Bringing a Gun to a Knife Fight

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Today, NSS Labs published one of its Comparative Analysis Reports on Web Application Firewalls. The publishing of this report will likely prompt glowing press releases from other vendors, each one citing the “security effectiveness” and affordability of their solution.

The fact that Imperva is publishing a blog commenting on its NSS Labs test result should tip you off to the fact that we’re not thrilled with the results of the comparative test. Here’s why: The test results do not accurately consider the true value of having a low false-positive rate.

Why does that matter, you ask? It matters because how a WAF handles false-positives has everything to do with its accuracy. And a WAF’s accuracy has everything to do with its security effectiveness.

Imperva’s SecureSphere WAF has an extremely low false-positive rate, while virtually all of the other vendors included in the NSS Labs report have comparatively high false positive rates. With a focus on performance rather than false-positives, they tend to block any and all suspicious traffic.

When performance is weighted over a low false-positive rate, customers get blocked from being able to access web sites and applications that they may rely on for critical services. This is bad for business; a false-positive in many systems is a death blow which can cause a company and its customers to lose time and money.

When ‘outages’ occur and customers are blocked, WAFs get turned off or taken out in order to prevent further interruption of business. The end result is a powered-down product with a 0% ‘Security Effectiveness Rating’, and a security buyer out however much money they paid for the ineffective security solution in the first place.

The graph you’ll see from NSS Labs and from the other WAF vendors only reflects what NSS tested at an initial state, and does not accurately reflect the medium- and long-term operational impact of false-positive rates. Imperva’s customers have reinforced the importance of accuracy time and time again when they purchase our product to replace other false-positive prone products.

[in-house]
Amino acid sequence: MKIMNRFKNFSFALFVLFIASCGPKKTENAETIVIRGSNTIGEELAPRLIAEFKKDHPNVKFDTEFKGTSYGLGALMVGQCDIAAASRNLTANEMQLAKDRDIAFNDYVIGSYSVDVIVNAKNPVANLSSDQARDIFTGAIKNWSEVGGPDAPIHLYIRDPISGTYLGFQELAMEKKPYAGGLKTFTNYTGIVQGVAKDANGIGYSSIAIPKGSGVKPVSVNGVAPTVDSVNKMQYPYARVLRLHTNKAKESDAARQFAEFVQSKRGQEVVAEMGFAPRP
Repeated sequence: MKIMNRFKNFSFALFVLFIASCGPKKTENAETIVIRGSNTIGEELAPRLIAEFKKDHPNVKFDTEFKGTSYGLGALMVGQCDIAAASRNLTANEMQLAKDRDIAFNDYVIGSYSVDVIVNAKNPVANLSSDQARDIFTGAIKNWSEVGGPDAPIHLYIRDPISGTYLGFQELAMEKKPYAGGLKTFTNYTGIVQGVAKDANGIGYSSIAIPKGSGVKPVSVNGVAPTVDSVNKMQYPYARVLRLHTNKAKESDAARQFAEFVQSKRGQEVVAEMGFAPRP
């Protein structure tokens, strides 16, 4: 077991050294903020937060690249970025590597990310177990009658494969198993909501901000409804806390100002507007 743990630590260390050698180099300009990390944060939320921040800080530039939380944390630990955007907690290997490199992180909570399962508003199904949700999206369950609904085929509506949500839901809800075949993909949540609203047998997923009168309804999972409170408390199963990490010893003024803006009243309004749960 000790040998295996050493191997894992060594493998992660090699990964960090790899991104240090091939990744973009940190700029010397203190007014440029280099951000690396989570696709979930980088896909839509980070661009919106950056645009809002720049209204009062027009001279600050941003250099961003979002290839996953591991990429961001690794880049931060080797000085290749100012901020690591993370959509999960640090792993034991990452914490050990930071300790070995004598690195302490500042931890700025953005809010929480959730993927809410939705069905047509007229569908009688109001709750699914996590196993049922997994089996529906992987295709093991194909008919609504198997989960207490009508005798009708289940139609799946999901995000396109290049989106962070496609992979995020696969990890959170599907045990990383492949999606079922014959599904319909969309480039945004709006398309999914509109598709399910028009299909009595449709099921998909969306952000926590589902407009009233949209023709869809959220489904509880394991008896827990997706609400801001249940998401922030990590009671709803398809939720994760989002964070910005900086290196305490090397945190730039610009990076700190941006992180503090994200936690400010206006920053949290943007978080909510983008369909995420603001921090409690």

If NSS had run more advanced tests that better represent what customers see in the wild, the dots on the graph would have drastically different positions. Some of the products listed would have fallen into the 70% range on the Security Value Map, and SecureSphere would widen the gap between products. From our work with NSS Labs during the testing process, we know they evaluated the WAF products for the following protections:

  • URL Parameter Manipulation
  • Form/Hidden Field Manipulation
  • Cookie/Session Poisoning
  • Cross-Site Scripting (XSS)
  • Directory Traversal
  • SQL Injection
  • Padding Oracle Attacks

Only the basics were tested, and these basics do not adequately represent the real-world scenarios we see every day. Here are some of the protections that we always test our product for and that were NOT part of the NSS Labs testing process:

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In our experience, our customers regularly see attacks in the aforementioned categories. Looking at recent well known attacks, such as Slowpost, Heartbleed and Shellshock, customers know how critical it is to have a modern, updated WAF that protects against modern threats. In fact, the tests conducted by NSS barely touch on industry accepted security standards that our customers adhere to, such as the OWASP Top 10, DISA STIG, SOX, HIPAA, or PCI requirements.

The protections that are standard features in the SecureSphere WAF help security admins deploy, tune and protect systems, lower the false-positive rate, lower TCO, and make the product easier to manage. By not testing or including these critical features, NSS is not accounting for the positive impact they provide, resulting in a narrow view of what it takes to keep a WAF operating in production environments.

NSS Labs is in the difficult position of trying to test security products in a Lab environment. While we appreciate all the hard work that went into this new WAF report, we’re disappointed that their ultimate criterion was performance and the perception of a low price point over real security effectiveness and a compelling TCO.

It appears that Imperva brought a gun to a knife fight. By defining performance in its broader sense—not just speeds and feeds, but a real commitment to accuracy–we ensure our customers can keep their businesses up and running without sacrificing their security.